It’s been a busy few months for the Professional Women’s Hockey League. In August, the new league officially announced its first six teams, which includes the currently unnamed Boston franchise. On Monday, that team will hold its first official practice of training camp.
In between then, there’s been players to draft, staff to hire, practice facilities to find and all of the other minutiae that goes into running a pro league. It would be a lot of work for a new franchise entering an existing league. But for a whole league to do from scratch? It’s something that even PWHL advisory board member Stan Kasten admits had a fair share of doubters.
“Doing what we’ve already done so far, a whole league hierarchy, six franchises in only four months so far, I would tell you that’s impossible,” he told members of the press earlier this week. “And yet, as I said, here we are. We’re seven weeks away from actually playing.”
For PWHL Boston, there are still plenty of questions to be officially answered before the team hits the ice for games in January. The team will be practicing out of the Boston Sports Institute in Wellesley, but it hasn't yet been announced where they'll play games. But for now, spirits are high as the team gets ready for a new journey in the league’s maiden voyage.
Speaking at that Wellesley facility on the team’s first day of camp on Thursday, PWHL Boston general manager Danielle Marmer described a work in progress.
“We were building this league in a span of three months. So, the graphics that you see behind me ... were just put up yesterday,” she said, motioning to a wall with a PWHL logo and an outline of what appears to be the Boston skyline. “I said it before: housekeeping. Getting everybody here, getting them their apparel, getting their headshots. It’s organized chaos right now, but such a good energy, such a good vibe and we’re just so excited that everyone’s here.”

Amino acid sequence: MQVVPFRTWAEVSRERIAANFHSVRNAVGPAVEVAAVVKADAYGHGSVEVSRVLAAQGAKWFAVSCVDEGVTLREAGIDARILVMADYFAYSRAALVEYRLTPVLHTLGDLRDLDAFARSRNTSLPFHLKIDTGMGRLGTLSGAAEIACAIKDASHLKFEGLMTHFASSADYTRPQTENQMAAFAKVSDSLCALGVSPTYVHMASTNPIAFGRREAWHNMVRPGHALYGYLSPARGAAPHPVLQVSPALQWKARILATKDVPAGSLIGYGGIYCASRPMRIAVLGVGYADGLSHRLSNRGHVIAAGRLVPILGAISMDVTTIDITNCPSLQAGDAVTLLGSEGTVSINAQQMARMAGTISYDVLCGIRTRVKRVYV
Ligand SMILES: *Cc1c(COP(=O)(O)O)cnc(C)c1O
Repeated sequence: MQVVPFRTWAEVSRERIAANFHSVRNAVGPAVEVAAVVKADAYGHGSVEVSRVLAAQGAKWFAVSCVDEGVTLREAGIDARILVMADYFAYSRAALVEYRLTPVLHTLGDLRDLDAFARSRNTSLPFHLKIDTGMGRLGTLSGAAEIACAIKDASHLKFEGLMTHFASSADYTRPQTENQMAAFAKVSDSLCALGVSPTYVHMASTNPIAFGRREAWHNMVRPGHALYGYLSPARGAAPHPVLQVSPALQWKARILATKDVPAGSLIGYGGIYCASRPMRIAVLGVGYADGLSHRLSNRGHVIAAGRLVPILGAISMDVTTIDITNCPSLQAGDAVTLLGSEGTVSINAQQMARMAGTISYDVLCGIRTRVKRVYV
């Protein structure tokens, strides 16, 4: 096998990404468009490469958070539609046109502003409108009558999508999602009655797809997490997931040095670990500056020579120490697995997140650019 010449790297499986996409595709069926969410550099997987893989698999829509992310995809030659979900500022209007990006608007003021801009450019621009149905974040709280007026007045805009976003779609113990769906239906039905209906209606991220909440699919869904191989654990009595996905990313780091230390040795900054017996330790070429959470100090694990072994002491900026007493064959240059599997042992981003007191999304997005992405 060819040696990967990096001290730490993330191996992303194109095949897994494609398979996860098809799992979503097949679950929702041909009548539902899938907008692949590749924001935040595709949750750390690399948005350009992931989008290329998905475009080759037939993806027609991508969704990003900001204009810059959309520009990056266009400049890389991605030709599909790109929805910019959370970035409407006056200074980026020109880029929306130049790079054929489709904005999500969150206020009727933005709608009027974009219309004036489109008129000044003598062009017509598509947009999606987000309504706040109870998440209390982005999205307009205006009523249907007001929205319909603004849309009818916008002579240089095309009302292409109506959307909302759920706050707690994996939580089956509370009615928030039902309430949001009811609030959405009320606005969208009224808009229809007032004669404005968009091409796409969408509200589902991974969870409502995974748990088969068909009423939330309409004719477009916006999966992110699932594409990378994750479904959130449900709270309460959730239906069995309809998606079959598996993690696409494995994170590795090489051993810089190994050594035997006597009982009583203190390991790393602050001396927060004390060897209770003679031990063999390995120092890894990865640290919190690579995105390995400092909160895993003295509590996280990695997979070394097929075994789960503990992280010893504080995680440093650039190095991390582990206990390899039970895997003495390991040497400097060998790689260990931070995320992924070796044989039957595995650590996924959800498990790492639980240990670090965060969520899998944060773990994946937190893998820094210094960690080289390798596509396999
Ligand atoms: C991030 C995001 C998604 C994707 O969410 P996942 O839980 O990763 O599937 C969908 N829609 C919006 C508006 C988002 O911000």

The walls at the team’s space at the Boston Sports Institute are painted with the team colors: forest green, gray and white. And if the big image of the skyline is any indication, it's clear that even without an official name, PWHL Boston wants to forge a close bond with its namesake — something Marmer indicated is important as the league decides on proper titles for its franchises.
“Being born here and spending a lot of time in Boston, I have a lot of family in Boston, it was sharing with them I think what the people of Boston are about,” she said. “Who [are] the people who are living here, the things that we care about? It’s a blue-collar city, it’s a passionate sports city. And so, making sure that we were relaying that kind of stuff to the branding team so that they pick a name that really encompasses what Boston’s all about.”
As important as getting everything off the ice ready is, that’s all secondary when it comes to figuring out how this group will gel. The team is starting with 28 players on its roster heading into training camp and will have to whittle that down to 23 active players and two reserves.
In a situation where everyone is essentially a rookie, at least in the PWHL, forward Shiann Darkangelo thinks the team’s leadership structure will naturally sort itself out.
“It’s sort of an untold thing that you figure out amongst the group,” she said. “People are natural leaders, some people fill different roles, that kind of thing. Some girls are coming out of NCAA, so we’ll look to girls that were on national teams or who have played professionally and things like that.”
But she did point out that quite a few of the players have played together in some fashion, including in the Premier Hockey Federation, the women's professional league that shut down in June 2023 to make way for the PWHL.
"There's girls that have played in college together, in the PHF together," she said. "So, there's a lot of connections. I mean, I feel like everybody kind of knows everybody 'cause it is a small group, right, in women's hockey."
Head coach Courtney Kessel has had to wear many hats alongside Marmer as they tackle challenges like helping figure out what the locker room and lounge space for the team will be like.
On Monday, though, it will finally be time to coach. And she’s already building expectations for what kind of team she’ll have.
“I think really creating a culture where we’re a family and we trust each other and we feel safe to be whoever we are and show up,” she said. “But also, perform, battle, compete, hold each other accountable. If you can come to the rink and compete with each other, you’re gonna make each other better, and I think that’s why we’re all here.”